'Science' marchers demand their 'right' to the taxpayer teat

Are you against government-funded science? If you are, you must be against all science! That's the conclusion of a large number of parasites and freaks who went to giant costume parties all around the world dressed in white coats to give themselves a patina of authority.

Here are some of the dumbest things that were said at those rallies:

Jamie Rappaport Clark, president and CEO of Defenders of Wildlife, [said] “Science matters and without science wildlife have no chance for survival...."

Really? How did wildlife survive before there was "science"? Here's what retired astronaut Leland Melvin said:

"...it’s a beautiful planet, but there are a lot of things going on and without the data and without the science, we are going to decimate our planet and eradicate our civilization"

Without "the science"? Did Melvin call it "the science" when he was at NASA? For a former astronaut, he talks like an 8 year-old. Which brings us to...

Teddy Shipman, an 8-year-old New Yorker in D.C. for the march, stressed the importance of a healthy environment.

“Trees make oxygen,” Shipman said. “It helps us breathe. Who doesn’t like that?” 

Well, Teddy, people hysterical about global warming don't like that. You see, Teddy, trees breathe carbon dioxide, and everyone around you at that rally wants less of that so trees can't breathe so well. But at least Teddy didn't call it "the science." I would put him ahead of Melvin for the next shuttle flight.

“I’m really concerned that Trump wants to cut the budget for the EPA,” April Castoldi said. “My mom was an employee of the EPA..."

Aha! Now we get to the nub of it. Not for the environment, but a public jobs program! More from the WaPo:

As marchers waited in a glacially moving line for the bag check, and huddled under umbrellas, 60-year-old Cathy Butler implored everyone to join her in a chant.

“Science, not silence! Science, not silence!” she shouted.

Well, that's certainly a sophisticated argument. Worthy of science!

Erik Molvar...  is a sage grouse expert who studies the impact of livestock on grouse habitat [and he wants taxpayer money]. 

Why should we pay for this guy to study the impact on the grouse habitat?

Emily Fink, 28, and Kayla Denson, 29, are biomedical researchers who drove seven hours from Buffalo to attend the march, and they said they fear the Trump administration’s proposed budget cuts will imperil their careers.

What a Fink! She wants to suck on the public teat! What's wrong, they can't get a company to hire them? This next quote is funny:

Fink brought several copies of her résumé to the march and held up a neon sign that read, “Are you looking for a highly motivated post doc? Ask for CV.” She thought the march might be a good networking opportunity, though so far no one had asked for a résumé.

I wonder why? Maybe because no one there has a real job in the private sector.

But every time the Left gets together, for whatever reason, they have to fall back on some of their traditional axes to grind:

[Iranian American] Maryam Zaringhalam... a molecular biologist, and Fleming, a chemical engineer, had been concerned about the way diversity issues were dealt with by the march organizing committee.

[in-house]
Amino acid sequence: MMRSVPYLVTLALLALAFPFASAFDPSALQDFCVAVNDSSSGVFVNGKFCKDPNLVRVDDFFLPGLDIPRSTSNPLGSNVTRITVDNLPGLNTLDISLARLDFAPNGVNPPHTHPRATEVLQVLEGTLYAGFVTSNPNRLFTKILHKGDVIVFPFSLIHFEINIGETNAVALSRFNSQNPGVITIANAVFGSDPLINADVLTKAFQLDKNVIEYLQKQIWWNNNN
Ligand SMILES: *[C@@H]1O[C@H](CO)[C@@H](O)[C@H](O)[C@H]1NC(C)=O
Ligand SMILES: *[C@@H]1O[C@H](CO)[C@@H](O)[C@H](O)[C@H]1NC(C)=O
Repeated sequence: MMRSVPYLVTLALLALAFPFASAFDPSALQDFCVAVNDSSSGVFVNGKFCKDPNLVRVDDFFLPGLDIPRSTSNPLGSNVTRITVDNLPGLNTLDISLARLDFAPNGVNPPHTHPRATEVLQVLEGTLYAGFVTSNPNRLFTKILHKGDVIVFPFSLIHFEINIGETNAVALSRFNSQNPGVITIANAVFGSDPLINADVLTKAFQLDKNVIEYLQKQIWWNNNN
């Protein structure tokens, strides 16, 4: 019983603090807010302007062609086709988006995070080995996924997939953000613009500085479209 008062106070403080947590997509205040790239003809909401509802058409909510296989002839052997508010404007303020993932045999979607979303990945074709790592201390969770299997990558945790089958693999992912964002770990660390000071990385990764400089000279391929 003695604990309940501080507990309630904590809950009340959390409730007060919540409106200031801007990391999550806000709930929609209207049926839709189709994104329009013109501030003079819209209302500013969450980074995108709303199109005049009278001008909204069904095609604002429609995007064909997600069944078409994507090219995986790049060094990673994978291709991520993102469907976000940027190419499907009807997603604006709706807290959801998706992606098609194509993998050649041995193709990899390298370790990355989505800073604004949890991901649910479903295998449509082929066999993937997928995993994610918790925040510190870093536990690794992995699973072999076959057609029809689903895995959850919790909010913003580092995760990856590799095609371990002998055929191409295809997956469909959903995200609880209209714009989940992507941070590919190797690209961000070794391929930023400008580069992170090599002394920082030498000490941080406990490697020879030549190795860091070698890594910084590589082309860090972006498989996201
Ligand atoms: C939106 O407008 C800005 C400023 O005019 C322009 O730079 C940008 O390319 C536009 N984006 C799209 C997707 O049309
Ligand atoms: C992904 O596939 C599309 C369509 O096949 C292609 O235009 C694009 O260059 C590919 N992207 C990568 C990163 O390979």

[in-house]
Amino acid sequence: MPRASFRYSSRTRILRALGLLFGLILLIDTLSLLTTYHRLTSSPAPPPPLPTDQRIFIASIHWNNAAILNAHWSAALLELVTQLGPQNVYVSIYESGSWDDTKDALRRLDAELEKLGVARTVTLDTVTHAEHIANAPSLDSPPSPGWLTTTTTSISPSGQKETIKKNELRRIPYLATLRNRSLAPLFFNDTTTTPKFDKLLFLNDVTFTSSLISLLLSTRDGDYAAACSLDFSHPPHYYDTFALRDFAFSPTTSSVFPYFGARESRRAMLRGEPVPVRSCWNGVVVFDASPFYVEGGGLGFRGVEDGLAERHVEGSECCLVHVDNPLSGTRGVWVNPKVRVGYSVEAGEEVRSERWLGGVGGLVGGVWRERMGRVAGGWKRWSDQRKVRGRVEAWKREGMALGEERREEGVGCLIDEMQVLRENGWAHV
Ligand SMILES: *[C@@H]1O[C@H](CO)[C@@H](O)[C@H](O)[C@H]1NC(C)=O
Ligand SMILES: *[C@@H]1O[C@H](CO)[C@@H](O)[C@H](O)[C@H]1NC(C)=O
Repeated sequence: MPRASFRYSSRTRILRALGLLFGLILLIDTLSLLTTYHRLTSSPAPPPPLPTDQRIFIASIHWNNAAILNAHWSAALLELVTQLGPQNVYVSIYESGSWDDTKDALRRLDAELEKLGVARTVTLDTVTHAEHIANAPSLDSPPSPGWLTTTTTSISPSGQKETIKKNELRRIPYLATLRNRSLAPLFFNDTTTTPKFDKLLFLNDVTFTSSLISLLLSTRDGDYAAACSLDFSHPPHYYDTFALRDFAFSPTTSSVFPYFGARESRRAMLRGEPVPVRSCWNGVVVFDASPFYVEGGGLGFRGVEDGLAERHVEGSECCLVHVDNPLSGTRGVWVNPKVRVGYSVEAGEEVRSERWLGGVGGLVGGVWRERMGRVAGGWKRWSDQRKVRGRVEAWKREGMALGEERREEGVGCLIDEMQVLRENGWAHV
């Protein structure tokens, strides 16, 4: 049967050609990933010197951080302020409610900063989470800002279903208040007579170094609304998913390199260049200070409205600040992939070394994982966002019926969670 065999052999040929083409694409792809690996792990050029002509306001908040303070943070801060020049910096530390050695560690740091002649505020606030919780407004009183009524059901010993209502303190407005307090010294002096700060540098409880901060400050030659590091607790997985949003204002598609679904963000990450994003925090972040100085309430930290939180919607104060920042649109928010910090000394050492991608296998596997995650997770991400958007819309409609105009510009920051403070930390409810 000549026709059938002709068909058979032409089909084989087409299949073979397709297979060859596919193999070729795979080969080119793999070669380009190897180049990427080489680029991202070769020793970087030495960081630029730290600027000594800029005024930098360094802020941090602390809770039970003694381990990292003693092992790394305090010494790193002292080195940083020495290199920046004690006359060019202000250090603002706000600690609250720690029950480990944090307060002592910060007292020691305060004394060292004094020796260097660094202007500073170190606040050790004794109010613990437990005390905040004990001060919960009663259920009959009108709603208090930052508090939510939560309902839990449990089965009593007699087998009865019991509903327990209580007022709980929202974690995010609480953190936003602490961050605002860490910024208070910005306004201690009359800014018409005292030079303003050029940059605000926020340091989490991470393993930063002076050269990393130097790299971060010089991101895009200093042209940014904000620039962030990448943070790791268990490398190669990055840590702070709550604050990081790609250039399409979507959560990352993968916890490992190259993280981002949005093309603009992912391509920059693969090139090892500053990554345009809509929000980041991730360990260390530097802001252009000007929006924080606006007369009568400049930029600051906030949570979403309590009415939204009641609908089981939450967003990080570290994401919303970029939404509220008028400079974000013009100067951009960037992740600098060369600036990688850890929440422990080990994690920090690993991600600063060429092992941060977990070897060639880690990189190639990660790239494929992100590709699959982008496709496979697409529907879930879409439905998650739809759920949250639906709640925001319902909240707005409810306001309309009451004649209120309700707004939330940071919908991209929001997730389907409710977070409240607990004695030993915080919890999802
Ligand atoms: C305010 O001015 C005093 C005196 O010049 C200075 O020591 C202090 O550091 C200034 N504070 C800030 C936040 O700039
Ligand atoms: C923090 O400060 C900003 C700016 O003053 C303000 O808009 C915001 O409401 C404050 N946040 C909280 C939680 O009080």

“But I thought, people are going to be taking pictures at the march and this is what I want them to see,” Zaringhalam said. “I want them to see someone who looks like me.”

At their sign-making event Friday night, a passerby had asked what the women were doing. When they told him, he responded, “You don’t look like scientists.”

Craig Fryer, 47, marched down Constitution Avenue alongside several of his colleagues from the University of Maryland School of Public Health, all wearing T-shirts that read “Black Scientists Matter.” Fryer, a behavioral scientist who studies substance abuse, carried a sign that proclaimed “Black Scientists Speaking Truth to Power.” He said he and his colleagues are concerned about racial disparities in funding for research.

Black science matters! Do you think the government discriminates by giving science grants on too many "white" topics?

Organizers made sure their rallies had diverse leadership.

Taylor Richardson, a 13-year-old aspiring astronaut who raised $17,000 this year to send other girls to see the film “Hidden Figures,” chemist Mary Jo Ondrechen, a member of the Mohawk Nation and chair of the board of the American Indian Science and Engineering Society; and Gallaudet University biologist Caroline Solomon, who is deaf.

But there was no mention of a scientist in a burka, or a man dressed up a woman, or a white woman who thinks she is black, or a man who has conjugal relations with a Shetland pony, so how diverse could they really be?

What none of these marchers addressed is the fact that even without government funding of science, most scientific research, especially most practical scientific research, is done by the private sector. That's where most inventions come from. But under the guise of science, they claim that anyone against government funding of science is against science, just as they claim that anyone against illegal immigration is against immigration, and anyone against abortion is against women's health, and so on.

The slogan of the marchers is "There is no planet B." How did planet "A" manage to exist and function before there was a government to spend billions of taxpayer dollars on "science"?

Ed Straker is the senior writer at NewsMachete.com.